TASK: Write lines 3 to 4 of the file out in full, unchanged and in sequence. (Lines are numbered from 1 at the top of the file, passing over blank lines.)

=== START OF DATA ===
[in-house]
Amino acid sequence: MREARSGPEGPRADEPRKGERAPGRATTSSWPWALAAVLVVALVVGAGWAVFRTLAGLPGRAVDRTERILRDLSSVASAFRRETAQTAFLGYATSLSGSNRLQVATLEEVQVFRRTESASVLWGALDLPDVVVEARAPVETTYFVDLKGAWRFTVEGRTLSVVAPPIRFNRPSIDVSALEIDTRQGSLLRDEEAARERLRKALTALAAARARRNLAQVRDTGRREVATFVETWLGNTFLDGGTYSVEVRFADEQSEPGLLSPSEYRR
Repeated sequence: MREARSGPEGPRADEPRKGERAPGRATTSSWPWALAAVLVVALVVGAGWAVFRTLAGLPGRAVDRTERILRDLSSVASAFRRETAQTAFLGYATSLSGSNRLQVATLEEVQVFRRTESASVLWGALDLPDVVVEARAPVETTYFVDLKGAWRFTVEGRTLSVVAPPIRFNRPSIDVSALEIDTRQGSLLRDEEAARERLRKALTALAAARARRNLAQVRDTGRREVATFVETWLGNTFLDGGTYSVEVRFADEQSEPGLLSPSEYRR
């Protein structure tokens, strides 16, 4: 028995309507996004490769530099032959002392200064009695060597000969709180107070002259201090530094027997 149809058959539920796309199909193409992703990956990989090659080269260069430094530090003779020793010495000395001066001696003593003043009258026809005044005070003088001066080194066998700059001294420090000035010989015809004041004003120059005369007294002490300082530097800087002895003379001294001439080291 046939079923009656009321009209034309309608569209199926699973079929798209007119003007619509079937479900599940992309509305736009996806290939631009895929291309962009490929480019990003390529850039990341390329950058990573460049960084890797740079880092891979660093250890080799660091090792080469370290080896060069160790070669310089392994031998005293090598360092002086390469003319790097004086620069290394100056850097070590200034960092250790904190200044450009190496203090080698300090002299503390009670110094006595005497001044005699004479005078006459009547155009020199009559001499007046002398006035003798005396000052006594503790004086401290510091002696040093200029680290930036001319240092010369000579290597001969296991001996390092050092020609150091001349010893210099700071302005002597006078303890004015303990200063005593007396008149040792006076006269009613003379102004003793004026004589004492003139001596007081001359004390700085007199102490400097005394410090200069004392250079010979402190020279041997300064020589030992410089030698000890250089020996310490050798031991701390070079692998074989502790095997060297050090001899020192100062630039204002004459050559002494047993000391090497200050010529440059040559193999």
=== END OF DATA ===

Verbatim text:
Repeated sequence: MREARSGPEGPRADEPRKGERAPGRATTSSWPWALAAVLVVALVVGAGWAVFRTLAGLPGRAVDRTERILRDLSSVASAFRRETAQTAFLGYATSLSGSNRLQVATLEEVQVFRRTESASVLWGALDLPDVVVEARAPVETTYFVDLKGAWRFTVEGRTLSVVAPPIRFNRPSIDVSALEIDTRQGSLLRDEEAARERLRKALTALAAARARRNLAQVRDTGRREVATFVETWLGNTFLDGGTYSVEVRFADEQSEPGLLSPSEYRR
């Protein structure tokens, strides 16, 4: 028995309507996004490769530099032959002392200064009695060597000969709180107070002259201090530094027997 149809058959539920796309199909193409992703990956990989090659080269260069430094530090003779020793010495000395001066001696003593003043009258026809005044005070003088001066080194066998700059001294420090000035010989015809004041004003120059005369007294002490300082530097800087002895003379001294001439080291 046939079923009656009321009209034309309608569209199926699973079929798209007119003007619509079937479900599940992309509305736009996806290939631009895929291309962009490929480019990003390529850039990341390329950058990573460049960084890797740079880092891979660093250890080799660091090792080469370290080896060069160790070669310089392994031998005293090598360092002086390469003319790097004086620069290394100056850097070590200034960092250790904190200044450009190496203090080698300090002299503390009670110094006595005497001044005699004479005078006459009547155009020199009559001499007046002398006035003798005396000052006594503790004086401290510091002696040093200029680290930036001319240092010369000579290597001969296991001996390092050092020609150091001349010893210099700071302005002597006078303890004015303990200063005593007396008149040792006076006269009613003379102004003793004026004589004492003139001596007081001359004390700085007199102490400097005394410090200069004392250079010979402190020279041997300064020589030992410089030698000890250089020996310490050798031991701390070079692998074989502790095997060297050090001899020192100062630039204002004459050559002494047993000391090497200050010529440059040559193999």